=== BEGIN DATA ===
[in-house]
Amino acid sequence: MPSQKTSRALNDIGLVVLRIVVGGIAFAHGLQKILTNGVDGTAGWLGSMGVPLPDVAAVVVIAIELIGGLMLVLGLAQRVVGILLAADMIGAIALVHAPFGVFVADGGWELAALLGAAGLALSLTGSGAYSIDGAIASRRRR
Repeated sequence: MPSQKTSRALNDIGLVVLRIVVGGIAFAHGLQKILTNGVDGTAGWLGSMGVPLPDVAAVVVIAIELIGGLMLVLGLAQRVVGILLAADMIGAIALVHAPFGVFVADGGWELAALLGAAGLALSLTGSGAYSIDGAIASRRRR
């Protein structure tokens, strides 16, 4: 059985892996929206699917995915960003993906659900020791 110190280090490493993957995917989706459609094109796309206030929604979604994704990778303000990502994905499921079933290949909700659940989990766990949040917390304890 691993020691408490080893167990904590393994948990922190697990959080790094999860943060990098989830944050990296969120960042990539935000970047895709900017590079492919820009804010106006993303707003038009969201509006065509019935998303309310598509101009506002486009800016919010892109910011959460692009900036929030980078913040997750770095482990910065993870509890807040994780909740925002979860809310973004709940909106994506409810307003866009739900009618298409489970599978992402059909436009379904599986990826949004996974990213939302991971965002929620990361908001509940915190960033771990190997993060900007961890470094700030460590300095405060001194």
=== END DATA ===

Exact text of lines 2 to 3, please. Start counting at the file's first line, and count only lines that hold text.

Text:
Amino acid sequence: MPSQKTSRALNDIGLVVLRIVVGGIAFAHGLQKILTNGVDGTAGWLGSMGVPLPDVAAVVVIAIELIGGLMLVLGLAQRVVGILLAADMIGAIALVHAPFGVFVADGGWELAALLGAAGLALSLTGSGAYSIDGAIASRRRR
Repeated sequence: MPSQKTSRALNDIGLVVLRIVVGGIAFAHGLQKILTNGVDGTAGWLGSMGVPLPDVAAVVVIAIELIGGLMLVLGLAQRVVGILLAADMIGAIALVHAPFGVFVADGGWELAALLGAAGLALSLTGSGAYSIDGAIASRRRR